“We definitely didn’t want to take any extreme measures,” Tucker said. “Defiance banged some corners searching for eddies and wound up sailing a lot more mileage.”

In a race that saw large packs of boats becalmed for hours on end, Tucker believes Swift benefitted from studying the competition that was ahead.

“One of the keys to our success was constantly keeping an eye on the race tracker or simply looking forward,” he said. “Whenever we were coming up on boats that were parked, we’d try to figure out which ones were moving the most. If we saw the boats on the left making progress, we’d take the left lane around the outside. We tried really hard to stay on the edge of the wind line.”

Tucker thought a special “wind seeker” sail did excellent work and provided Swift with a half knot of additional boat speed. In a race that was largely a close reach, the crew was constantly switching from a spinnaker to a genoa, he said. “Looking back on the race as a whole, I really don’t think we could have done any better,” Tucker said. “I’m just really proud of the crew for pushing the boat as hard as we did. We squeezed out every ounce of speed  that we could.”

Governor Fergusson steers Constallation-in the Royal Bermuda YC Anniversary Regatta following the Bermuda Race, in which the Navy team topped all other three-boat teams for the Pratt-Trophy. (Talbot Wilson/PPL)

Governor Fergusson steers Constallation in the Royal Bermuda YC Anniversary Regatta following the Bermuda Race, in which the Navy topped all other three-boat teams for the Pratt Trophy. (Talbot Wilson/PPL)

Constellation, Navy’s donated TP52 that was skippered by Josh Forgacs, was fourth boat across the line behind three professionally crewed entries in Shockwave, Bella Mente and Caol Ira. Charlie Morris and Nick Woods were executive officer and navigator, respectively, aboard Constellation, which posted a corrected time of 66 hours, 31 minutes and 45 seconds and placed fourth on corrected time in the Gibbs Hill Lighthouse Division.

Jahn Tihanksy, head coach of the Navy Varsity Offshore Sailing Team, had high praise for the performance of Forgacs – an Ann Arbor, Michigan, native who entered the Naval Academy after previously serving as an enlisted man in the Marine Corps.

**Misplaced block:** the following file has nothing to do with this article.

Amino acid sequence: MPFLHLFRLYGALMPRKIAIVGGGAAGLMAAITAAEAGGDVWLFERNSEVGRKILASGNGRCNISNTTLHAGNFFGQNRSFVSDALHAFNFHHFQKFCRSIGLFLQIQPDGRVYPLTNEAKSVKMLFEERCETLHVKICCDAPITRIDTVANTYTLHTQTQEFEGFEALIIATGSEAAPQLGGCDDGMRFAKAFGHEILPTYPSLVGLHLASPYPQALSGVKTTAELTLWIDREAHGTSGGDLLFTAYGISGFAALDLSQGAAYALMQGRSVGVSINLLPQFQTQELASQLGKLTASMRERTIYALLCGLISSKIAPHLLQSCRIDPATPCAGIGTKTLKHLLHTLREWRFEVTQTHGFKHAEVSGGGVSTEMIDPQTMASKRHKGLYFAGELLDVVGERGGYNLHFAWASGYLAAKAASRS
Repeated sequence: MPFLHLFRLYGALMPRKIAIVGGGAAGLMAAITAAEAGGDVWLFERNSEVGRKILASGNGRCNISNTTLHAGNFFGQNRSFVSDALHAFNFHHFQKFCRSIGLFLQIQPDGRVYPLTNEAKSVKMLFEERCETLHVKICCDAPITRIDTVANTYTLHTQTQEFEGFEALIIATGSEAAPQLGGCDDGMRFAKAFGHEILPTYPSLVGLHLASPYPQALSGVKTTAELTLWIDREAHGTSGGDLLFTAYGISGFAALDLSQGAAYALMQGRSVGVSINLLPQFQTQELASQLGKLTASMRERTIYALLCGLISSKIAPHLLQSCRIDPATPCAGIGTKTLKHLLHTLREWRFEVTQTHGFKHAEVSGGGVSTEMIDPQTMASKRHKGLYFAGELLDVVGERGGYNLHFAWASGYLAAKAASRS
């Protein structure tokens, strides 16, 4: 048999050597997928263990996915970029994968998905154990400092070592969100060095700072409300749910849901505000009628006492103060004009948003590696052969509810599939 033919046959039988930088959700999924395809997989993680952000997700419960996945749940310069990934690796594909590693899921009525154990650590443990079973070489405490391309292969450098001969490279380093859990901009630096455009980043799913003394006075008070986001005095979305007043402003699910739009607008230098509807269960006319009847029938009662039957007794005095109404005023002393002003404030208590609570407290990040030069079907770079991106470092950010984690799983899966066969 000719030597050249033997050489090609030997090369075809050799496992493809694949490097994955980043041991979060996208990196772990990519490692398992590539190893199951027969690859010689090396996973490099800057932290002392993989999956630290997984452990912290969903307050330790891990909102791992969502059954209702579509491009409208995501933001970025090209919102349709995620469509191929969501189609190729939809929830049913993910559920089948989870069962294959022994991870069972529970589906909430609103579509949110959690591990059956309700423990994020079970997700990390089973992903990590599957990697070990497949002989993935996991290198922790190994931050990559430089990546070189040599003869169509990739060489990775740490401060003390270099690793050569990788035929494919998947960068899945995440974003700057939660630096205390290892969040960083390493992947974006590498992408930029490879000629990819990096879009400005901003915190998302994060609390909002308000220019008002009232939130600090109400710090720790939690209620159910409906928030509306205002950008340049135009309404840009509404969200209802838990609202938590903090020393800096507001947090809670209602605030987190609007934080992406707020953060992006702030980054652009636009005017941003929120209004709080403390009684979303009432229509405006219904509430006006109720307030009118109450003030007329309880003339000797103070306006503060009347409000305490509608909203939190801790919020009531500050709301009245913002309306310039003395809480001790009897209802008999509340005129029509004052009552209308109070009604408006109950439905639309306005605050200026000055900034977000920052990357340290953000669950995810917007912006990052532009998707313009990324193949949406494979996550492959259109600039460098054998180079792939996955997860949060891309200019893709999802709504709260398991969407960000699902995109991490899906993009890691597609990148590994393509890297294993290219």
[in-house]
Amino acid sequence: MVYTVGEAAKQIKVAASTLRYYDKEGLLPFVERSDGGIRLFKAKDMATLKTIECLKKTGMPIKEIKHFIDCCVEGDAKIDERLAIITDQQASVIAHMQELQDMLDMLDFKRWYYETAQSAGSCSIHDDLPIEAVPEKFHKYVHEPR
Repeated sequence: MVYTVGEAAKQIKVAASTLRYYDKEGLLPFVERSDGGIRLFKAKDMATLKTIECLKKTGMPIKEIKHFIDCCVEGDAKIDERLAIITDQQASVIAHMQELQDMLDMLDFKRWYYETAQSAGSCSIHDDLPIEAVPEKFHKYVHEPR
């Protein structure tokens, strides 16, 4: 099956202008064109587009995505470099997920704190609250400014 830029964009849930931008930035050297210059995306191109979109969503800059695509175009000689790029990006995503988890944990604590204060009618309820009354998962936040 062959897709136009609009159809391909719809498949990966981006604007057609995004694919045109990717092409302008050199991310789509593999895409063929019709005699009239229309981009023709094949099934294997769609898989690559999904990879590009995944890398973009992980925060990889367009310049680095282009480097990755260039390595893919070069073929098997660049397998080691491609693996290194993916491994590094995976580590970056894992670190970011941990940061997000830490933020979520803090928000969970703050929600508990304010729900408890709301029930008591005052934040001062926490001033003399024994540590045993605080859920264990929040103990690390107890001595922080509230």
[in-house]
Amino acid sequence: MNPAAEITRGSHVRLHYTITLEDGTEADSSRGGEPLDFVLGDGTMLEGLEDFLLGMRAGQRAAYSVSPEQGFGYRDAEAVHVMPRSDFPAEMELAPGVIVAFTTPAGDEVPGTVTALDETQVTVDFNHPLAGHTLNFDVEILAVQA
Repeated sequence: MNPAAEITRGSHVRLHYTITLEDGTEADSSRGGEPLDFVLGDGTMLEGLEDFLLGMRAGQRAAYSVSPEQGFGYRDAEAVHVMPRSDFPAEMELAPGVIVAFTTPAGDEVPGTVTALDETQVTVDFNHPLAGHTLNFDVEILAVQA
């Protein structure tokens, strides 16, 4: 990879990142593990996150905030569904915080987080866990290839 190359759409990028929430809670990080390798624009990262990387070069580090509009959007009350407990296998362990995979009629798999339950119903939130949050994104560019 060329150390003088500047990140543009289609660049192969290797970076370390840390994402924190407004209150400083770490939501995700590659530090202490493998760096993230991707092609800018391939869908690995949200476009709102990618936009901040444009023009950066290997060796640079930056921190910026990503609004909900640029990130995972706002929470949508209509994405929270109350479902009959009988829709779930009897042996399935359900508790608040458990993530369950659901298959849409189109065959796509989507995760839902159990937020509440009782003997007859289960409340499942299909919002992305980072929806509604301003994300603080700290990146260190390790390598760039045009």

“Josh did a fantastic job of skippering a boat of that complexity and such a large crew,” said Tihansky in reference to the state-of-the-art, high-performance TP52. “I thought he really did a good job of organizing the crew, assigning responsibilities and getting the most out of everyone.”

Woods worked hard to master the electronic navigation system aboard the boat and was instrumental in preparing a sound strategy for the race. Constellation was able to latch into a cold eddy just south of the rhumb line that provided two knots of favorable current for 100 miles and “basically served as a conveyor belt toward Bermuda and carried us through several light air patches and into the next weather system,” according to Tihanksy.

In the 2012 edition of the Newport-to-Bermuda Race, Navy’s TP52 sailed in the St. David’s Lighthouse Division against the Swan 601 Stark Raving Mad and the Reichel-Pugh 66 Kodiak in a class within the St. David’s Lighthouse Division. This year, organizers felt a rocket ship such as a TP52 should sail in Class 1 of the Gibbs Hill Lighthouse Division against the maxi boats crewed entirely by pros.

“It’s really a shame that we got cut out of St. David’s Trophy competition because we would have won it this time around,” Tihansky said.

Shockwave, a Reichel-Pugh 72-footer owned by George Sakellaris, won Newport-Bermuda on both elapsed time (63:04:11) and corrected time (61:27:41). (Correction: on corrected time, Shockwave won the Gibbs Hill Division and was top boat under IRC ratings.)